HP Works Macs Into the Media Server Mix
HP has given its latest set of home media servers greater abilities to work with Mac computers. Administrative functions can be controlled on Macs, and they're compatible with the Time Machine backup utility. However, the new servers are targeted at mixed Mac/PC households -- you'll still need a Windows computer to perform the device's initial setup.
Sep 28, 2009 4:00 AM PT
There's more for Mac users to like in a pair of media servers unwrapped this month by HP.
The new media servers, the MediaSmart EX590 and EX495, offer an array of new features aimed at Apple-using households.
They can collect media from Macs on a home network. Media collection can be automated so as new photos, video or music are added to a Mac on the Net, they will be automatically copied to the server, where they can be viewed or heard, depending on access configuration, by any computer or device -- like an iPod touch -- connected to the network.
Video converter software has been added to the servers. It will convert video snagged by the collector into a number of formats, including forms hospitable to the iPhone and iPod touch.
Administrative functions can be performed on a Mac. Users can be set up. Access -- both locally and remotely -- can be controlled. Backups -- using Apple's backup software, Time Machine -- can be configured.
"Bare bone" restoration of a Mac can be performed from the server. "Before, we worked with Time Machine, but if you had a system crash, you had to load the MediaSmart software [on the Mac] then load your application," Charlie Shilling, future product manager for Palo Alto, Calif.-based HP, told MacNewsWorld. "Now we can do a full image recovery."
Although the servers are based on Microsoft's Home Server software, HP has redesigned the interface for the machines with easier use in mind. The main screens for the server -- one for administration, one for access to media -- look alike whether accessed from a PC or Mac.
24 Terabytes of Storage
The EX490 (US$549) is sold with 1TB of storage and is built around an Intel Celeron processor running at 2.2MHz. The EX495 ($699) has 1.5TB of storage and a 2.2MHz Pentium Dual Core processor. Both have 2GB of RAM in a single socket and can be upgraded to 4GB. They're also nicely compact, measuring 9.7-by-9.2-by-5.5 inches.
The dual core model offers a significant performance boost over its Celeron brother. In benchmark tests performed by HP, the Pentium server converted two hours of DVD video into H.264 format in one hour and nine minutes, while the single-core model performed the operation in two hours and 33 minutes.
The servers have four Serial ATA II hard drive bays, but only one is occupied out of the box. The additional bays allow up to 7TB of internal storage to be added to a unit. Adding drives can be accomplished without the use of tools or connecting cables. The front of the unit swings open to expose the drive bays, and new drives can be easily popped into place.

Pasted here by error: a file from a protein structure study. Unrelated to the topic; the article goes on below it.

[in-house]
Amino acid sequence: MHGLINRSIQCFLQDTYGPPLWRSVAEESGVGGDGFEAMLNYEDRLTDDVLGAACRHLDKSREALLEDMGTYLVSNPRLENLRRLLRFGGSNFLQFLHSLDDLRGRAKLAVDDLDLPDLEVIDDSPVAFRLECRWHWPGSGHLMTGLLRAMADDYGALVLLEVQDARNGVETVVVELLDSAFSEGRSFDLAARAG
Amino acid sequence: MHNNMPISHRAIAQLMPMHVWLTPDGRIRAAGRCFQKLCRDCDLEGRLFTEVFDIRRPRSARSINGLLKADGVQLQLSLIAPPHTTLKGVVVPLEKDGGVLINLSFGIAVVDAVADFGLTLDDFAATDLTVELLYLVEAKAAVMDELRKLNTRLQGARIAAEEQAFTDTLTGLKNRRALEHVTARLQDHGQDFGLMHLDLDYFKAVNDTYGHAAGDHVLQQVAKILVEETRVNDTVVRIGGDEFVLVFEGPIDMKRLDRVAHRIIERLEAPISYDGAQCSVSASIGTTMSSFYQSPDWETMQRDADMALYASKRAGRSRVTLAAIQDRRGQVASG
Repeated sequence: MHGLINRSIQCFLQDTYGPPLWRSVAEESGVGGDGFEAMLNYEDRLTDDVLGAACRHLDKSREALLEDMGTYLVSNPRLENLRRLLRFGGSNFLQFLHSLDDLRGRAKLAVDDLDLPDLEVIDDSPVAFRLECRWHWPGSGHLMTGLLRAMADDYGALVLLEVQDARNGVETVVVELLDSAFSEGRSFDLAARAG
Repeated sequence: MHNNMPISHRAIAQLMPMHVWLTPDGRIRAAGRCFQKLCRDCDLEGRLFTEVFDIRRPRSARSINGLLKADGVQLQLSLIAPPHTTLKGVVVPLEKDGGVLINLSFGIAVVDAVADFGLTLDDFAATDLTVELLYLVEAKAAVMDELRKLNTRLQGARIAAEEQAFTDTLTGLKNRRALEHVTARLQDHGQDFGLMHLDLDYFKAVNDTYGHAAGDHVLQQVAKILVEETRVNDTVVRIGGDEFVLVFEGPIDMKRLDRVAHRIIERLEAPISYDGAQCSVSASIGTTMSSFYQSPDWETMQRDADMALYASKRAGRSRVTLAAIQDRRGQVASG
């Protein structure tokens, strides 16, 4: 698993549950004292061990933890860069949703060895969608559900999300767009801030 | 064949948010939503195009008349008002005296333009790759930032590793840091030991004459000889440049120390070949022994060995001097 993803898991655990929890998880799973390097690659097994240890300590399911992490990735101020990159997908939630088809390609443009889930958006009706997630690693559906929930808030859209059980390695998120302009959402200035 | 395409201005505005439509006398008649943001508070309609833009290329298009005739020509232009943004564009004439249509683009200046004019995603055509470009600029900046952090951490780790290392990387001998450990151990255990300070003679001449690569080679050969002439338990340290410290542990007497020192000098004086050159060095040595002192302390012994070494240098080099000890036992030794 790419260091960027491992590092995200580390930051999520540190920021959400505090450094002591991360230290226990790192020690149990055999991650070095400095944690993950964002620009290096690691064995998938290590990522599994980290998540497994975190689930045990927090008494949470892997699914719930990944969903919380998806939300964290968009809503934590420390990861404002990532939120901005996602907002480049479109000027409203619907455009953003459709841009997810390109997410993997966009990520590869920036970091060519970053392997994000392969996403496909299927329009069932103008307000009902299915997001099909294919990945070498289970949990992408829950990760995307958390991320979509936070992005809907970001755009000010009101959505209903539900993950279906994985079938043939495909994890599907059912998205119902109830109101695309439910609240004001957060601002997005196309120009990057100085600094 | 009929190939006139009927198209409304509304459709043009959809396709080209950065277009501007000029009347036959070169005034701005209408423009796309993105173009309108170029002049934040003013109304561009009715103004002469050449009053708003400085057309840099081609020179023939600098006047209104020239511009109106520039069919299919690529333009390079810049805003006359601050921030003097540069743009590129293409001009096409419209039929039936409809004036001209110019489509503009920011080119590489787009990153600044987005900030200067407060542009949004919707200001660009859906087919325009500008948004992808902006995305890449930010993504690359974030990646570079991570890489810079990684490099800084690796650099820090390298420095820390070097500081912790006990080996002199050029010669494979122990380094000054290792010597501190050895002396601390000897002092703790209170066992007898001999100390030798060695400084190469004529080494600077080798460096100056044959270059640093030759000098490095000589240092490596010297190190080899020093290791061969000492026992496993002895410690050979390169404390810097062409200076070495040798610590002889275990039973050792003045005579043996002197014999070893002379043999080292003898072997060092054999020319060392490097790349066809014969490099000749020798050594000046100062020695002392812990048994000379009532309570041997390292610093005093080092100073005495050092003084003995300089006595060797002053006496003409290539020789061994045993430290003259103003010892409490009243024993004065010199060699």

Moreover, the machines have four high-speed USB ports and an external Serial ATA port. They permit up to another 17TB of storage to be added to a unit.
Aimed at Mixed Households
The target audience for the servers, according to Schilling, is a mixed Mac and Windows environment. Denizens of that world tend to be early adopters who have lots of photos, videos and music on their home network.
The first generation of MediaSmart servers were aimed at a segment of the early adopter market that HP calls "the technology enthusiast," he explained. For them, technology is an end in itself. With the new servers, the company hopes to broaden the appeal of the units in the segment to early adopters whose enthusiasm for technology is tempered by need. For them, technology is a means to an end. "They're into an application that solves a need, rather than just being enthralled with a technology," Schilling expounded.
When HP says the new servers are aimed at mixed home networks, it isn't kidding. Although the company has beefed the hardware's Mac capabilities, a Windows machine is still needed to get one of the media boxes connected to a home network. "You need a Windows-based PC to get the server up and running and do the first out-of-box installation," Schilling noted, "but after you've got it installed, you can add Macs and administer from a Mac."
Right On Target
That Windows ante to use the new MediaSmart servers won't hurt HP in the demand department, according to Kurt Scherf, vice president and principal analyst at Parks Associates in Dallas, Texas. Citing findings from Parks research of the home market, he told MacNewsWorld, "Demand for enhancements and storage is pretty low among the pure Mac households."
"About 10 percent of all broadband households have at least one Mac and one PC in the home," he continued. "and when you look at the demand in those households, it is very strong for backing up, for media storage, for media sharing."
"The HP strategy is right on in terms of targeting," he added.
Despite the growth of digital media creation by consumers, storage hasn't gained much mindshare in the market, according to Scherf. Only 8 percent of respondents in a recent consumer survey conducted by Parks were "highly familiar" with media servers, he said. That compares to 13 percent who were highly familiar with Blu-ray DVD players and 50 percent with a home network router. "The awareness is really limited, which crimps the demand right there," he observed.
However, that's bound to change, he maintained. Parks conservatively estimates that within five years, the average home's media storage requirement will be enormous. "When you take into account the photos and the music and the video and managed copy for Blu-ray discs, you're looking at a terabyte or more of storage for the average home for digital media," he noted.
"Yet," he added, "it still doesn't seem to be growing significantly."